By Jason Mount
The remainder of Rider’s School of Fine and Performing Arts (SFPA) mainstage productions have been canceled with the university’s decision to move to remote learning, leaving students in the program with a mix of emotions about the cancellations and the future of distance education.
The precautions taken to avoid the spread of the coronavirus (COVID-19) resulted in the cancellation of the remaining two performances, “Girls Like That” and “Steel Pier.” Junior acting major Victoria Robles remembered the feeling she and the cast had when Rider first announced its extended spring break.
“There were a lot of mixed feelings,” Robles said. “We had loads of questions that our directors and managers could not answer. Although it was a block in our road, we as a cast were all on the same page when it came to staying on the lighter side of the subject. We tried to be as positive as humanly possible and go to the remainder of our rehearsals.”
Junior technical theater major April Hahn had been preparing for “Girls Like That” since November and was upset to hear that the work of the cast and crew was canceled.
“We had completed costume fittings and were just about to go into tech when the show was canceled. I’m really sad to see it go. The cast and crew had put so much time and love into this show. It would’ve been really great,” Hahn said.
When the announcement was made that Rider would switch to remote learning, Robles remembered thinking it was “heartbreaking.”
“A lot of us were really sad about it, and I couldn’t even imagine what the seniors that were involved were feeling,” Robles said. “It really sucks, especially when you put so much hard work and effort into rehearsals just for no one to see the final product.”
“Girls Like That” was originally intended to run the weekend students came back from the extended spring break. However, with the looming fear that people might not return to Rider, the team behind the show invited faculty members to see the production and what was accomplished thus far.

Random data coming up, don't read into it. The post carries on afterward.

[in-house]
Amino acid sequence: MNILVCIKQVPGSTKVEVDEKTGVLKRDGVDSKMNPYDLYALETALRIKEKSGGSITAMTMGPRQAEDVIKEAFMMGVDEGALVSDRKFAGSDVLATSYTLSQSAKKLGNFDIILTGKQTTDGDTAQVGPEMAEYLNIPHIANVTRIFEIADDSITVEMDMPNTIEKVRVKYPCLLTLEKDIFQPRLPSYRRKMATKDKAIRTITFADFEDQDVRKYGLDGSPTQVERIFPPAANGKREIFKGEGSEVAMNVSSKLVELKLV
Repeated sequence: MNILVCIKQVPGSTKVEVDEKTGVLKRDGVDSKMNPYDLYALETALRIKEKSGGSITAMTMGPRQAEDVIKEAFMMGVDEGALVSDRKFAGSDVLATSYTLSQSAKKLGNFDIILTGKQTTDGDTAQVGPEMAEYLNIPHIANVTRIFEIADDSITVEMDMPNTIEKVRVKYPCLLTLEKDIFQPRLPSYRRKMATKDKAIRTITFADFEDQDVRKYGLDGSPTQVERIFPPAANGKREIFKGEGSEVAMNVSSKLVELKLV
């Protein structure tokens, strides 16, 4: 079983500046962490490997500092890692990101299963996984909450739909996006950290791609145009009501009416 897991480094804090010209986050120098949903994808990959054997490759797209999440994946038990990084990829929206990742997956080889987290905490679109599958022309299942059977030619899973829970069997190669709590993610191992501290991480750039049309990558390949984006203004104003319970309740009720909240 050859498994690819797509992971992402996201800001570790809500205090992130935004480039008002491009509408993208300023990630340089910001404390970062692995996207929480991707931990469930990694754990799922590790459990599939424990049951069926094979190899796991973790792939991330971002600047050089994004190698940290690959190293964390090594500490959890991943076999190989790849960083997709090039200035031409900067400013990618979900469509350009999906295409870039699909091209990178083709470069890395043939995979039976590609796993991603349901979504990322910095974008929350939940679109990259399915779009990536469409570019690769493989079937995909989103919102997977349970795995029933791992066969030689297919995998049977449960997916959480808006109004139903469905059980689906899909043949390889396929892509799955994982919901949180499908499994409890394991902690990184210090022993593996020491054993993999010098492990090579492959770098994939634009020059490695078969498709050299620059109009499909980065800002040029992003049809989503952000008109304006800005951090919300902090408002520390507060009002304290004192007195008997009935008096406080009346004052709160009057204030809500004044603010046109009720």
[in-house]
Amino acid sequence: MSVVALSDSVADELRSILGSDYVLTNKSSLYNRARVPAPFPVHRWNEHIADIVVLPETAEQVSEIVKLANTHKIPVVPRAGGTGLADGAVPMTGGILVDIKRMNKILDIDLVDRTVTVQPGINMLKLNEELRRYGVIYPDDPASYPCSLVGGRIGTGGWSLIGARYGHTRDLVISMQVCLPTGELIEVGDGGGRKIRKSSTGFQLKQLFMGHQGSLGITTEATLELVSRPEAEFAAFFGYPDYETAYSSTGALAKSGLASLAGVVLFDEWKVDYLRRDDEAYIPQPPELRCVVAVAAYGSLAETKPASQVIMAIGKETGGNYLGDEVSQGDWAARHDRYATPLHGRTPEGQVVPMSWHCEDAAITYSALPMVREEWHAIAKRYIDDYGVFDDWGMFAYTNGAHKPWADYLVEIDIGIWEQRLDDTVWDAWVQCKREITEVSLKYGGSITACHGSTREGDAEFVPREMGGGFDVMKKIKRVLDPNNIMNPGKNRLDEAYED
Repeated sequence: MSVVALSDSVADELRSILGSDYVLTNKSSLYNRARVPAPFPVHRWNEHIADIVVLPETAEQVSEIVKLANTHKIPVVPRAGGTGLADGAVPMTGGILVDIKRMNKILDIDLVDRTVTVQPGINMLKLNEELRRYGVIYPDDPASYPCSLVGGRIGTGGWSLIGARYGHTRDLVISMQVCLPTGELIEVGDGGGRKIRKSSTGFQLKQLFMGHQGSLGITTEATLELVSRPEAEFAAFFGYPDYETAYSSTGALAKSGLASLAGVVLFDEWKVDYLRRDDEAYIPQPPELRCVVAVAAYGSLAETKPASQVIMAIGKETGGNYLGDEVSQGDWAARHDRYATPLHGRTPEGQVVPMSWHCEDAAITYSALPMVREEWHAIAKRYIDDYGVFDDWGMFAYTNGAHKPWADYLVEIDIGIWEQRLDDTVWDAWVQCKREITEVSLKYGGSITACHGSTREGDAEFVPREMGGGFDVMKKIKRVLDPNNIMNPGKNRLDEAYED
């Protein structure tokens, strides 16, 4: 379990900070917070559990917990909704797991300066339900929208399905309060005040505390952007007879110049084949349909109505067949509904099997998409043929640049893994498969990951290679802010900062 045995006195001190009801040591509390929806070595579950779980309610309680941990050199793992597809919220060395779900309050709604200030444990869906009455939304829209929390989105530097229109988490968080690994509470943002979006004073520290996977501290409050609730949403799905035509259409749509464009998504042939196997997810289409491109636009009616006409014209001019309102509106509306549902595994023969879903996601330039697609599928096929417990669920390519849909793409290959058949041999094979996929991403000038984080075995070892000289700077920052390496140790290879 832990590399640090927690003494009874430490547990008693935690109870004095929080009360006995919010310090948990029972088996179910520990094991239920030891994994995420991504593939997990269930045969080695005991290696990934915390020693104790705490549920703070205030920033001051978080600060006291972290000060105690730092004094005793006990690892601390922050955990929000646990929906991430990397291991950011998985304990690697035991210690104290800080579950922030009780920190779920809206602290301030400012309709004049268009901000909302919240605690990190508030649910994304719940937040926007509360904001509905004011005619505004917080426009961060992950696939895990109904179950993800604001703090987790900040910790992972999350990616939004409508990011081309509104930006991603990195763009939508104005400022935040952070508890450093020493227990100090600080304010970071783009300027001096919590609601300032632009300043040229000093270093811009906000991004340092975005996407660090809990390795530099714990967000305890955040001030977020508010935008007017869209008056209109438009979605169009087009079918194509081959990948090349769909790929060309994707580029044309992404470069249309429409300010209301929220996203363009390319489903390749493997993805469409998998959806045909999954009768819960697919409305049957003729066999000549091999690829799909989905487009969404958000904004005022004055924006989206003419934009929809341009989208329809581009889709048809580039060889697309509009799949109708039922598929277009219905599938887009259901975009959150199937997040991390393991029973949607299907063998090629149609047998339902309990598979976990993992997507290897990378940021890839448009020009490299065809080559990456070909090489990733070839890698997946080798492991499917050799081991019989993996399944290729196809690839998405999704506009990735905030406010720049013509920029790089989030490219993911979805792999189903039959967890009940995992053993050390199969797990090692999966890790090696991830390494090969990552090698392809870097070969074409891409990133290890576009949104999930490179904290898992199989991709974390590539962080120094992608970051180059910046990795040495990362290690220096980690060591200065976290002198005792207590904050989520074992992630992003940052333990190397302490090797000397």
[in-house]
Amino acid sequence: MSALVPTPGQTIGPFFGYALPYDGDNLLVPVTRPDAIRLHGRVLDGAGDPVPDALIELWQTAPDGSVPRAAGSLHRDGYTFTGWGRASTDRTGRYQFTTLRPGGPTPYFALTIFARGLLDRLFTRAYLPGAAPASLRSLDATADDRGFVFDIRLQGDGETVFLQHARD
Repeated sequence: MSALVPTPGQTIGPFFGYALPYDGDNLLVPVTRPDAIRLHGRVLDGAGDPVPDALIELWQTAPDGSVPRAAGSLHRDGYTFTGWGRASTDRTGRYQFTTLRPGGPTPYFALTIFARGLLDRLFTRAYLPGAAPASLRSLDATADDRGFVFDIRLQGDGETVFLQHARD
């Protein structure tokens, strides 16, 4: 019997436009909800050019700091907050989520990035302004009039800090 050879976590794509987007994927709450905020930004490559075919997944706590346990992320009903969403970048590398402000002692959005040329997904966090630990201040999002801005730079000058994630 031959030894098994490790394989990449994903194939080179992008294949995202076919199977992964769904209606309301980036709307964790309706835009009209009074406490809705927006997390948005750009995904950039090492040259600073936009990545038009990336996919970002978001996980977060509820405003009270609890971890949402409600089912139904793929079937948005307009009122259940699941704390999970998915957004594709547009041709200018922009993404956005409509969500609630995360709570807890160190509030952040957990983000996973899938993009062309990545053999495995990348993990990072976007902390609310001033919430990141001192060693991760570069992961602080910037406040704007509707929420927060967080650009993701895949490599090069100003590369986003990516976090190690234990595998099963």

“It eased the feeling of it never going to be seen by anyone. Although we didn’t get to do the performance, the show itself taught us so many lessons and our cast formed a bond that couldn’t be broken,” Robles said.
The team behind the final mainstage production of the season, “Steel Pier,” also felt sorrow after hearing the announcement.
Junior technical theater major Makenzi Kalsch was the production stage manager for “Steel Pier,” and had been working the show since October. She said that the cast had been trying to get as much work done as they could before it left for break.
“We had a cast meeting in December and then rehearsal for three weeks before spring break,” Kalsch said. “We just tried to block and choreograph as much as we could to try and compensate for that lost week during spring break. We knew it would be hard, but not impossible. We nearly got through all of Act I.”
The cast of “Steel Pier” was prepared to learn that its show would be canceled.
“We had kind of anticipated the move to happen, although we didn’t want it to because it meant our show was canceled,” Kalsch said. “On what became our last night of rehearsal, we all spoke about what we had learned from the production and what we loved about it. Although we’re all very upset that our show was canceled, we understand that these measures needed to be taken. We are all very proud of this show we had put together so far and the bond we had as a group.”
With the mainstage productions canceled, the casts of “Girls Like That” and “Steel Pier” continue their bond through the uncertainties of quarantine and remote learning.